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First Thoughts: And then there were three

And then there were three: Bachmann, Perry, and Romney… Obama begins his Midwest bus tour… RNC, Romney camp bracket Obama… Way to view Bachmann right now -- as a 12th seed that just reached the Sweet 16… Perry’s off to a strong start, but is there a bandwagon effect?... Two questions for Romney: 1) Does he play in Iowa? 2) Does he engage Perry?... Two reasons why Pawlenty didn’t take off… And Perry remains in Iowa, while Romney campaigns in New Hampshire.

*** And then there were three: After the most consequential weekend so far in the race for the GOP presidential nomination -- Bachmann’s win in Ames, Perry’s official entrance, and Pawlenty’s exit -- it appears we now have a three-person contest. Bachmann, at least right now, is the front-runner in Iowa; Romney is the front-runner in New Hampshire; and Perry has the potential to be the front-runner in South Carolina. While there’s plenty of months to go until the early nominating contests (and plenty of twists and turns ahead), this could spell a LONG fight for the Republican nomination that could extend until May or June. While two other candidates (Santorum and Paul) COULD make hay or become spoilers, we now have a top three (Bachmann, Romney, Perry). Question: Does that encourage anyone else to get in? Palin? Christie? Paul Ryan? Conservative New York Times columnist Ross Douthat sounds the alarm in a piece encouraging Christie to run. “Is this really the best we can do?” he asks. “The answer is no.”

*** Obama begins his Midwest bus tour: A long and very fluid GOP race might be exactly what the doctor ordered for President Obama, whose job-approval rating sunk to 39% in Gallup’s daily tracking poll. He also needs some better economic news, as well as some luck (which he really hasn’t had since that Osama bin Laden raid back in May). Today, Obama tries to get back on track with a three-day bus tour across the Midwest. He begins in Minnesota with a town hall in Cannon Falls at 1:05 pm ET. Then he heads to Iowa, where he holds another town hall in Decorah at 6:15 pm ET. The Midwest has always been important to Obama; it’s where he achieved so much success in the ’08 primaries and later general election. And he needs it to get back on track. And a final note: While we’ve always argued that Gallup’s daily tracking goes up and down -- "Live by Gallup’s daily tracking, die by Gallup’s daily tracking" -- going below 40% is a psychological barrier.

*** RNC, Romney camp bracket Obama: Meanwhile, Republicans are bracketing Obama’s bus tour. The Republican National Committee is launching its own bus tour, and RNC Chairman Reince Priebus holds a rally in Cannon Falls, MN at 10:00 am ET (so three hours before the president’s event there). The RNC also is airing radio ads in Minnesota and Iowa. And the Romney campaign is getting into the act, too, by producing a Minnesota-specific Web video and dubbing Obama’s bus tour as the “Magical Misery Bus Tour.”

*** Bachmann as a 12th seed that has reached the Sweet 16: Back to the GOP presidential race… Bachmann’s straw-poll victory in Ames was impressive because she had everything to lose (her front-runner status in Iowa, her buzz, and her momentum). She’s also turned into a better candidate than anyone would have expected three months ago. Unlike Palin, she’s disciplined and lets the attacks and criticism roll off her back. Unlike the other candidates in the field, she has boundless energy. And she’s become quite the performer (see the reporting about Bachmann’s lighting and announcer in our 2012 section below). But she has significant liabilities (her inability to directly answer questions like on “Meet the Press” yesterday, her general-election standing, and her thin legislative record). By the way, voters who attended the Waterloo dinner last night started regurgitating some of the Pawlenty attacks on Bachmann when one of us interviewed voters after the event. Right now, Bachmann feels like a 12th seed in the NCAA basketball tournament that has won two games. You can’t overlook her and she could pull off another upset, but she also isn’t as strong -- at least on paper -- as her remaining competitors.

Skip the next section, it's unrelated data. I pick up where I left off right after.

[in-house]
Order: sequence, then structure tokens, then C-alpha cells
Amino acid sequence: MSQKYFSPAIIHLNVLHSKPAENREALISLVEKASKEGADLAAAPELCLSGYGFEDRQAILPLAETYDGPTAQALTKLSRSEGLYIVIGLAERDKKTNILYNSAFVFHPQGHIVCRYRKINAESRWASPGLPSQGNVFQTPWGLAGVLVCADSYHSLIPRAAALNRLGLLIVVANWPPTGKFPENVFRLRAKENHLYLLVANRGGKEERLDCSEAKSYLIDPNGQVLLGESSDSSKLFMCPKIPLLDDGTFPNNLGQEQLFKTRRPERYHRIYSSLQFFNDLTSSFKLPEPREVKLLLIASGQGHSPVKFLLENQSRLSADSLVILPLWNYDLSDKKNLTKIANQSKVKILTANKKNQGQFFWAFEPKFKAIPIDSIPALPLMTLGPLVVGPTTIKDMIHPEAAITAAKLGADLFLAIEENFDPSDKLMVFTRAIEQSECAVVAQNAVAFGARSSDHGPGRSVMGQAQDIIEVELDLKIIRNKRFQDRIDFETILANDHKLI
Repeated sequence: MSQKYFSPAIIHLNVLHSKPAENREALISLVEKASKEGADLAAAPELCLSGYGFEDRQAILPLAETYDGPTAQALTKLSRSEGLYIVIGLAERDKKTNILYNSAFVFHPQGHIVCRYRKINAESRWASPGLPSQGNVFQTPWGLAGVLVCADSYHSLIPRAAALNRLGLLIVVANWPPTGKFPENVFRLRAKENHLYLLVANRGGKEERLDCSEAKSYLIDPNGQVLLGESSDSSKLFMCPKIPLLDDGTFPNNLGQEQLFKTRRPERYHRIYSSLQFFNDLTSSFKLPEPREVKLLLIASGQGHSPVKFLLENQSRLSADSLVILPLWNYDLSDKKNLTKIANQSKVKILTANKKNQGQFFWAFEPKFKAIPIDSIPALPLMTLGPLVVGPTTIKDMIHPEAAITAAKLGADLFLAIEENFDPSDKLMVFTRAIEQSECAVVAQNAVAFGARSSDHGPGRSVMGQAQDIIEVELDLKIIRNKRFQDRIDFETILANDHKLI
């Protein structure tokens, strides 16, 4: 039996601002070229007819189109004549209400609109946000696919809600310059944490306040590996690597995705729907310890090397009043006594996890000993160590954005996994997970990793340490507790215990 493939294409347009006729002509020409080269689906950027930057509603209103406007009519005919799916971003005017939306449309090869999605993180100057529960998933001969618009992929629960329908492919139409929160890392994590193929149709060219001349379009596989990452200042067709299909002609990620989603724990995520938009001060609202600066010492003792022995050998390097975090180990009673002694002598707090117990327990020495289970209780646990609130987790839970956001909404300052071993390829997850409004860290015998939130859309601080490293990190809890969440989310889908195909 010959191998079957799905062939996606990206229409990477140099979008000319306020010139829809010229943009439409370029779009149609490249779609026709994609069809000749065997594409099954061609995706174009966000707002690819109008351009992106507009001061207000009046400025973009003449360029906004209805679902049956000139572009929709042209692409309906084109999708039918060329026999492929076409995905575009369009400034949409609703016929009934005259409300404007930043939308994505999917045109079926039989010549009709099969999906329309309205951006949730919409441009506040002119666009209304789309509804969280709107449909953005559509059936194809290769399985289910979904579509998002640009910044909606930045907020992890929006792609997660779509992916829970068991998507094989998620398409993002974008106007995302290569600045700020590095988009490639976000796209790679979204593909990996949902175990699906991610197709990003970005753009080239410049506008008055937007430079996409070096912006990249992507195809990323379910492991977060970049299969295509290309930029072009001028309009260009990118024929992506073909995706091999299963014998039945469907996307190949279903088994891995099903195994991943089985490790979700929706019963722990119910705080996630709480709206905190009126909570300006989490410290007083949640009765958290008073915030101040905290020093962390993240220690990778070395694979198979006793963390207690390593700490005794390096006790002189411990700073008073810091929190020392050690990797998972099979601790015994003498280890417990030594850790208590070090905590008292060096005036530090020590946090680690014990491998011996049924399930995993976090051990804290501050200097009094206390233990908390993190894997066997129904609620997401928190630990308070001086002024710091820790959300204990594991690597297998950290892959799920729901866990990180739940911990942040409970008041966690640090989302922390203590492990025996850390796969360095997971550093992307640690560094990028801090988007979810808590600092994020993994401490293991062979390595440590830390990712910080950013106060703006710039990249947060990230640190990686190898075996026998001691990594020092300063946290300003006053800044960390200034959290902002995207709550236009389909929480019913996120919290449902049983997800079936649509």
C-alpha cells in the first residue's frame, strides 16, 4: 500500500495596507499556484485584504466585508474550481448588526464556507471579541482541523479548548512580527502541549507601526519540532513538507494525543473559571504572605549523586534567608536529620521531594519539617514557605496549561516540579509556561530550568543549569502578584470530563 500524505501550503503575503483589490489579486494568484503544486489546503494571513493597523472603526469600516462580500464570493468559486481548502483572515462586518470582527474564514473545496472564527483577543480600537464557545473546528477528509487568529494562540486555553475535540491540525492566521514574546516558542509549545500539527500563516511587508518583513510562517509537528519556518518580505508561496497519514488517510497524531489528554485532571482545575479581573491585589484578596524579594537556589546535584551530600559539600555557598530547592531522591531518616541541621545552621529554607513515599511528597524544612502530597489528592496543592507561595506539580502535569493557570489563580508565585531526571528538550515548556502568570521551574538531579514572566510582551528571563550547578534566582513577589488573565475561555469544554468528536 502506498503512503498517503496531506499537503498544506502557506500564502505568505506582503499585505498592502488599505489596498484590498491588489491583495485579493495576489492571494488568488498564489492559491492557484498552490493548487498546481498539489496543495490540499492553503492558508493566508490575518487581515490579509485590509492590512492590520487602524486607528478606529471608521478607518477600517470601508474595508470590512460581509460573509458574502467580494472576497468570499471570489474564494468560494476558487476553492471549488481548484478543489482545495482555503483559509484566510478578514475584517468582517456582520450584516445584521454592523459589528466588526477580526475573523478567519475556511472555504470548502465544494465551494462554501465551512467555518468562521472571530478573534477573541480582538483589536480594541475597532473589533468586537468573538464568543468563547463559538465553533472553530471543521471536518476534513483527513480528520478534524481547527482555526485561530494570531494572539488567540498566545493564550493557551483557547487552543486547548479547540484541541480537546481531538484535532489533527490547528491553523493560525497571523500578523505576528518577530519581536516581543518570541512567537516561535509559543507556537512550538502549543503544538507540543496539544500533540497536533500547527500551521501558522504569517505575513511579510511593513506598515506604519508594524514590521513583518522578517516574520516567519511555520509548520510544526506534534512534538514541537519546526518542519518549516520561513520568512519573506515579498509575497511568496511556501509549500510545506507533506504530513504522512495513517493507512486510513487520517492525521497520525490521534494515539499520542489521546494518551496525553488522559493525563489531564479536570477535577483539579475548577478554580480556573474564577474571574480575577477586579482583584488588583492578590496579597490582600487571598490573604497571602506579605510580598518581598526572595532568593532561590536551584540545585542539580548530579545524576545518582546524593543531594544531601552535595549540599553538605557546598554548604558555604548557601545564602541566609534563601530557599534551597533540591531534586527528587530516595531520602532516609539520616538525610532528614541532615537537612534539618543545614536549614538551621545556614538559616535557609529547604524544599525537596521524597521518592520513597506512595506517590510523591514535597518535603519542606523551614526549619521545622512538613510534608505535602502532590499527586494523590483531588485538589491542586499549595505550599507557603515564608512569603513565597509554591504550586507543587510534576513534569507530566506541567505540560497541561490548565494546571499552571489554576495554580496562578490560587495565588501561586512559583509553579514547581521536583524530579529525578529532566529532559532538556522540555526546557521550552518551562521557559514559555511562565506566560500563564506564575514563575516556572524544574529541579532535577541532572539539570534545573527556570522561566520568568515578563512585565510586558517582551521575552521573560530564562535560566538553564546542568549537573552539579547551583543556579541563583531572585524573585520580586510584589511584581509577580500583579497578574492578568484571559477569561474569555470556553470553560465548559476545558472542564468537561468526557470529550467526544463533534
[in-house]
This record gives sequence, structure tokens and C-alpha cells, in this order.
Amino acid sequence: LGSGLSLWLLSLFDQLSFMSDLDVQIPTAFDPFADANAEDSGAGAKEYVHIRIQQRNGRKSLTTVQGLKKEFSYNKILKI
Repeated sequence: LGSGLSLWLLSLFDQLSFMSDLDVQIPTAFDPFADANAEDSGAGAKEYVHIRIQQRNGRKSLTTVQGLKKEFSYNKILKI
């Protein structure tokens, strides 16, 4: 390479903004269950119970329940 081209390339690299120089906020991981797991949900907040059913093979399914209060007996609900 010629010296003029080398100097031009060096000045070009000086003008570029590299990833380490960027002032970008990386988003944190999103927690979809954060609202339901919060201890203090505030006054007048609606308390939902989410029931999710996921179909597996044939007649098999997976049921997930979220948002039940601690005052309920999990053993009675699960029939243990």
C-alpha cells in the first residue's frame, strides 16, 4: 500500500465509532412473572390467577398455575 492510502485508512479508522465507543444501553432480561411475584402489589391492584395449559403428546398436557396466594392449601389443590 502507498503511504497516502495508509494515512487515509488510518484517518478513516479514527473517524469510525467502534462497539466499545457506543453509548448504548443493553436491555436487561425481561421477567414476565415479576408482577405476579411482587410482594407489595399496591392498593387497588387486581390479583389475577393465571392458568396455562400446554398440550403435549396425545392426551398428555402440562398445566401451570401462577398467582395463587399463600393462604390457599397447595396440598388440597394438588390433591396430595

Slideshow: The rise of Michelle Bachmann

NBC's Carrie Dann

Rick Perry's bus in Des Moines, Iowa, yesterday.

*** Perry’s off to a strong start: And that includes Rick Perry. We heard from a smart observer that you’d know quickly -- like the next 30 days -- if he was real or not, because he’s a very definable politician. Translation: What you see is what you get. And so far, he’s off to a great start after outshining Bachmann at last night’s dueling speeches in Waterloo. As Politico writes, “[T]he contrast that may lift Perry, and undermine Bachmann, in their high-stakes battle for Iowa had less to do with what they said than how they said it — and what they did before and after speaking. Perry arrived early… The Texas governor let a media throng grow and dissolve before working his way across the room to sit at table after table, shake hand after hand, pose for photographs and listen politely…, paying respect to a state that expects candidates, no matter their fame, to be accessible. But Bachmann campaigned like a celebrity. And the event highlighted the brittle, presidential-style cocoon that has become her campaign’s signature: a routine of late entries, unexplained absences, quick exits, sharp-elbowed handlers with matching lapel pins, and pre-selected questioners.” Ouch. The thing to watch for Perry: Does he begin to see a bandwagon effect (in endorsements, voter support, etc.)? That could tell us if there’s still hesitancy in the GOP establishment.